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Overexposed || Organophosphate Insecticides in Children's Food

Overexposed || Organophosphate Insecticides in Children's Food

Organophosphate Insecticides in Children's Food
Thursday, January 29, 1998

Every day, nine out of ten American children between the ages of 6 months and 5 years are exposed to combinations of 13 different neurotoxic insecticides in the foods they eat. While the amounts consumed rarely cause acute illness, these "organophosphate" insecticides (OPs) have the potential to cause long term damage to the brain and the nervous system, which are rapidly growing and extremely vulnerable to injury during fetal development, infancy and early childhood.

Based on the most recent government data available on children's eating patterns, pesticides in food, and the toxicity of organophosphate insecticides, we estimate that:

  • Every day, more than one million children age 5 and under (1 out of 20) eat an unsafe dose of organophosphate insecticides. One hundred thousand of these children exceed the EPA safe dose, the so-called reference dose (see p. 3), by a factor of 10 or more.
  • For infants six to twelve months of age, commercial baby food is the dominant source of unsafe levels of OP insecticides. OPs in baby food apple juice, pears, applesauce, and peaches expose about 77,000 infants each day, to unsafe levels of OP insecticides.

    This estimate very likely understates the number of children at risk because our analysis does not include residential and other exposures to these compounds, which can be substantial, and because EPA's estimates of a safe daily dose (the so-called references dose or RfD) are based on studies on adult animals or adult humans, and almost never include additional protections to shelter the young from the toxic effects of OPs.

Our analysis also identified foods that expose young children to the most toxic doses of these pesticides. We found that:

  • One out of every four times a child age five or under eats a peach, he or she is exposed to an unsafe level of OP insecticides. Thirteen percent of the apples, 7.5 percent of the pears and 5percent of the grapes in the U.S. food supply expose the average young child eating these fruits to unsafe levels of OP insecticides.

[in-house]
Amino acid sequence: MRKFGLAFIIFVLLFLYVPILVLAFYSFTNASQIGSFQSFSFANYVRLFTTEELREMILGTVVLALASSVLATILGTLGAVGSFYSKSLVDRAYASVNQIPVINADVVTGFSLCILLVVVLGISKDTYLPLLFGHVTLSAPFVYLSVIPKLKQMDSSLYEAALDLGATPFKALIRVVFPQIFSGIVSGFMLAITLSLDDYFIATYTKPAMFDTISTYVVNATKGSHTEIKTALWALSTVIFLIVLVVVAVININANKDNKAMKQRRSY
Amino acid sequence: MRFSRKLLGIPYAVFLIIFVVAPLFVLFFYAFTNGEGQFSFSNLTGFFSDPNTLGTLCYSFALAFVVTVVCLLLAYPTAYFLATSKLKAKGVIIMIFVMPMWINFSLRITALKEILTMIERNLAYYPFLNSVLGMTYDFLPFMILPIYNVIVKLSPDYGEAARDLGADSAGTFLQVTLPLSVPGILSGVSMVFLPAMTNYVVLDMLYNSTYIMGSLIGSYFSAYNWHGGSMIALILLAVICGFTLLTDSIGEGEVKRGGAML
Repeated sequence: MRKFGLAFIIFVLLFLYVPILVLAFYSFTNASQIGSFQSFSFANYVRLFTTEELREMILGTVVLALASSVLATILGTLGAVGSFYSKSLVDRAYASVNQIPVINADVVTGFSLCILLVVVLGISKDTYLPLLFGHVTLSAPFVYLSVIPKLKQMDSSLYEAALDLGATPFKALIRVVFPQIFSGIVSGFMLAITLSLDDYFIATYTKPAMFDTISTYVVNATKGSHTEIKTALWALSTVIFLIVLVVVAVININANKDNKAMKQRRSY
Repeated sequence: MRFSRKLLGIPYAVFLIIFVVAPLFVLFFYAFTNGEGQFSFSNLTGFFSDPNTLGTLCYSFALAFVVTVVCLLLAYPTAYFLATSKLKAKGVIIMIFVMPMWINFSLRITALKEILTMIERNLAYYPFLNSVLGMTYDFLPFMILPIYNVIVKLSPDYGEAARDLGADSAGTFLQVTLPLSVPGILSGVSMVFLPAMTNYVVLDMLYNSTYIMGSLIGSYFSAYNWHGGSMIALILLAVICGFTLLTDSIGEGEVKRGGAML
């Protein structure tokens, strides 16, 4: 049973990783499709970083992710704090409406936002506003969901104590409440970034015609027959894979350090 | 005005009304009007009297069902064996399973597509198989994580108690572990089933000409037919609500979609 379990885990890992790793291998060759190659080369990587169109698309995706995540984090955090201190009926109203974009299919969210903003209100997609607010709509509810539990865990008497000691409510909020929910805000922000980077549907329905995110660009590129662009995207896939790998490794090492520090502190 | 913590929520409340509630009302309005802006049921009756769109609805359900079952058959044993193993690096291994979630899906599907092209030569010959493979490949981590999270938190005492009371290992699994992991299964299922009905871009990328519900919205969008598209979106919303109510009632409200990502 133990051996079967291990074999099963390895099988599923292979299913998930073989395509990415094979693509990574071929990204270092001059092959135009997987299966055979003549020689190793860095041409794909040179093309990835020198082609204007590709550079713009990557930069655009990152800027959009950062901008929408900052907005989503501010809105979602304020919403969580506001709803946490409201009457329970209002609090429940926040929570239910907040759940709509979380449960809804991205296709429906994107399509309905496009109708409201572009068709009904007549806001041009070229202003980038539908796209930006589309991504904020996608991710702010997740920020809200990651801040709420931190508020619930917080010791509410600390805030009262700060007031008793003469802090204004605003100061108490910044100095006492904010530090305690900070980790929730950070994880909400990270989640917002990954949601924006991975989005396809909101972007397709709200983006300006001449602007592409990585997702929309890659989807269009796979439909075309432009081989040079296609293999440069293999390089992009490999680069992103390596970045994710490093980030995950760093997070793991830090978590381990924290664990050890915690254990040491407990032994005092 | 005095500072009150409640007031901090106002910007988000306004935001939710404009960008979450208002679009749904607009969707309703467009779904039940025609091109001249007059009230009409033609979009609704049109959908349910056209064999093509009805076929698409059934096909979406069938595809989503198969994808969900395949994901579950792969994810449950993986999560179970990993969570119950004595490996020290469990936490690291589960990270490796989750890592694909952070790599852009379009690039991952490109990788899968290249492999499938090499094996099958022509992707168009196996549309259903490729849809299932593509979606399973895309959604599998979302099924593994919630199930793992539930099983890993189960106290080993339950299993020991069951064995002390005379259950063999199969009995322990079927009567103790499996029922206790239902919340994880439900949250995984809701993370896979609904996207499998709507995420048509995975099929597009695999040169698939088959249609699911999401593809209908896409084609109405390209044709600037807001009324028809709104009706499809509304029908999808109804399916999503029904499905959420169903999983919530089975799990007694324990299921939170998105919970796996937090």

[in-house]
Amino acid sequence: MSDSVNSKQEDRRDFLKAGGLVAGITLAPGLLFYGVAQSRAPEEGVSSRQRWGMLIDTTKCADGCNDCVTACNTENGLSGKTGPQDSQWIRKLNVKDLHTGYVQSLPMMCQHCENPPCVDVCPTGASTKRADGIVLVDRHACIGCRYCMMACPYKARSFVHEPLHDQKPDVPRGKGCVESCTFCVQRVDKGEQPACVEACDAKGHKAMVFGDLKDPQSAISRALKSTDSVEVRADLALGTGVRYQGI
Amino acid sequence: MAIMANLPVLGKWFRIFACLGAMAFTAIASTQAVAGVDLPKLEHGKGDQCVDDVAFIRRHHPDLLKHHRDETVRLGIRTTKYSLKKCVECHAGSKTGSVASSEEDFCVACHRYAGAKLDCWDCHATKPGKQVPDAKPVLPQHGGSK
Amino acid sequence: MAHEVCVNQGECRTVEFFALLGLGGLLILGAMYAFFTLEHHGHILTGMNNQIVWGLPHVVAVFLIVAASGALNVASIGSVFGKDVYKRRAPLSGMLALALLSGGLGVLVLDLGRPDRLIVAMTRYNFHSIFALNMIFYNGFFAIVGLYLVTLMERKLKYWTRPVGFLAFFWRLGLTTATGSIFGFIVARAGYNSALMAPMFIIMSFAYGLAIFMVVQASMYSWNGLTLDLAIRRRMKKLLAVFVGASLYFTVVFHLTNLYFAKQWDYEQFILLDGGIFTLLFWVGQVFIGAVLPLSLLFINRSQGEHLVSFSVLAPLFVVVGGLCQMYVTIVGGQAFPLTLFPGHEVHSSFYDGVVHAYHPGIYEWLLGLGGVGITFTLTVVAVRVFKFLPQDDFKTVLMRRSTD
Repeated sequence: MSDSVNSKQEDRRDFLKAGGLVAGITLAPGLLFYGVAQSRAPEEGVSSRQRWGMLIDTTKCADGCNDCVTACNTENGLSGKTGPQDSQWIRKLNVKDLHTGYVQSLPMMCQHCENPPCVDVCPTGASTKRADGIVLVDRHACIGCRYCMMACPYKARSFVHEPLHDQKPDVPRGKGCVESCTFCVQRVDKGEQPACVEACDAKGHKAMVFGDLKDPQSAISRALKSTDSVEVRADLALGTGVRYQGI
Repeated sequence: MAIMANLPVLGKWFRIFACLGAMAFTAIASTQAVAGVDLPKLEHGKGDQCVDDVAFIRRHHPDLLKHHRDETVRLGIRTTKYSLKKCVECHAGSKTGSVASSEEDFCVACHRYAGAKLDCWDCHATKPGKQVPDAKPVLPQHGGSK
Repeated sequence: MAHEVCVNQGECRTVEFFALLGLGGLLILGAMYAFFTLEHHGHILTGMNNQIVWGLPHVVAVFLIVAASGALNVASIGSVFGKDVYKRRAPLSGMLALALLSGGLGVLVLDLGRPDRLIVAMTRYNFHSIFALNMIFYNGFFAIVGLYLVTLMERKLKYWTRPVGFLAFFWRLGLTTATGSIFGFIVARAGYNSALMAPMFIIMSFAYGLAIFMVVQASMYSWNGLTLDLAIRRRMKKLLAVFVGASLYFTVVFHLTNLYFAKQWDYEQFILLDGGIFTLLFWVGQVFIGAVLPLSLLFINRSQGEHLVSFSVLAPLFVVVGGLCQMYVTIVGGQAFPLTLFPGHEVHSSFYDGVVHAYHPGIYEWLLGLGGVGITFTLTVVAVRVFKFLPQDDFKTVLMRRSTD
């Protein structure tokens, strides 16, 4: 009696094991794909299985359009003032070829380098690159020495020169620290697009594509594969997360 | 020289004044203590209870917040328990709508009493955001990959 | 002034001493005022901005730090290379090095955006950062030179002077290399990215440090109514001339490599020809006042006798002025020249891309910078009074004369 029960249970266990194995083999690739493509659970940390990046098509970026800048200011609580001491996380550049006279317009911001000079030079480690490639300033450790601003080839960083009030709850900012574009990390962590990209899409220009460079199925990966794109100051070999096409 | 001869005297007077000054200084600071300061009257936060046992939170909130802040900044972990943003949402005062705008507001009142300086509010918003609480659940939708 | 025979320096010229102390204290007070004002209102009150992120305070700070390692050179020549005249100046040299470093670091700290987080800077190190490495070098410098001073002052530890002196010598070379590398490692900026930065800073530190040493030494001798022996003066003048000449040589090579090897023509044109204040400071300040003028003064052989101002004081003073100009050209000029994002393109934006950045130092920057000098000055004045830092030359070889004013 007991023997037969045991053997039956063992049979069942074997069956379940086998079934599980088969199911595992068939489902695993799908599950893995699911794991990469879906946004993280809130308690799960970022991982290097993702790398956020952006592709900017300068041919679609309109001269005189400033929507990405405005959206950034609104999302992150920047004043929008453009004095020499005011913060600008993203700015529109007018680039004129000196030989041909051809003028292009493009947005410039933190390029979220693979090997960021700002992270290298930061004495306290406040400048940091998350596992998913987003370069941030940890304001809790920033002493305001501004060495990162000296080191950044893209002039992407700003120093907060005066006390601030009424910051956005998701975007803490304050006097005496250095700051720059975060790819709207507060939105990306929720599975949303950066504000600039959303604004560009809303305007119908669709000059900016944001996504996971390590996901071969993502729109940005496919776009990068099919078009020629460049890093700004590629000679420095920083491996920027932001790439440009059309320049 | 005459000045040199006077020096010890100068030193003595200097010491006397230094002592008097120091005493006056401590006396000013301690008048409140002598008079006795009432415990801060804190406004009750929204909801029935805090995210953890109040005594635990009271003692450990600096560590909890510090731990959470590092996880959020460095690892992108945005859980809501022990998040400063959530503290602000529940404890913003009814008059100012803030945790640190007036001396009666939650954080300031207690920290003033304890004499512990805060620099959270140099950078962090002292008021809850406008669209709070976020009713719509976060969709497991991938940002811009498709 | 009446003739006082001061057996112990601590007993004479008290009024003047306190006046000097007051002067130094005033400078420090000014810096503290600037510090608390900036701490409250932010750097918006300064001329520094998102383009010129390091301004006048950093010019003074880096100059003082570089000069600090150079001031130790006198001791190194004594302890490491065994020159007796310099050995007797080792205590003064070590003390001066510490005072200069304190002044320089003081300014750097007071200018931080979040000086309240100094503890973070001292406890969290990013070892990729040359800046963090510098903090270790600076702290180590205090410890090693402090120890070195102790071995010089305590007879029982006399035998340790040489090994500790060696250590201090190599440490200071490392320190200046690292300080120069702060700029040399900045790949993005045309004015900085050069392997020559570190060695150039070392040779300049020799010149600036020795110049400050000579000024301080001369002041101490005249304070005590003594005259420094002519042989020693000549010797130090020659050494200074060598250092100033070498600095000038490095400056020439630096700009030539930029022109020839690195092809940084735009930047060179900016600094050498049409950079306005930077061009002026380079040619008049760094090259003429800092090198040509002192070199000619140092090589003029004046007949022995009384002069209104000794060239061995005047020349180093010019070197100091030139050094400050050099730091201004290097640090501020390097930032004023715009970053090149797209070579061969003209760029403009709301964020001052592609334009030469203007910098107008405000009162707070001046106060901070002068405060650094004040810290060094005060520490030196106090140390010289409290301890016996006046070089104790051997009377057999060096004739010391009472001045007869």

• A small but worrisome percentage of these fruits -- 1.5 to 2 percent of the apples, grapes, and pears, and 15 percent of the peaches -- are so contaminated with OPs that the average 25 pound one year old eating just two grapes, or three bites of an apple, pear, or peach (10 grams of each fruit) will exceed the EPA (adult) safe daily dose of OPs.

     

  • The foods that expose the most children age six months through five years to unsafe levels of OPs (because they are more heavily consumed) are apples, peaches, applesauce, popcorn, grapes, corn chips, and apple juice. Just over half of the children that eat an unsafe level of OPs each day, 575,000 children, receive this unsafe dose from apple products alone (Table 2).

     

  • Many of these exposures exceed safe levels by wide margins. OPs on apples, peaches, grapes, pear baby food and pears cause 85,000 children each day to exceed the federal safety standard by a factor of ten or more.

This Environmental Working Group study utilizes detailed government data on food consumption patterns and pesticide residues to conduct the first comprehensive analysis of the toxic dose that infants and children receive when the entire organophosphate family of insect killers is assessed in combinations, and at levels, that actually occur in the food supply.

The study was prompted by the 1996 Food Quality Protection Act, which requires the government, for the first time, to consider the total risk posed to humans when they are exposed to any and all pesticides that have a common mode of toxic action and a similar type of effect. Prior to 1996 law, the government determined a separate, "safe" dose.

Key Issues, Toxics, Health Concerns: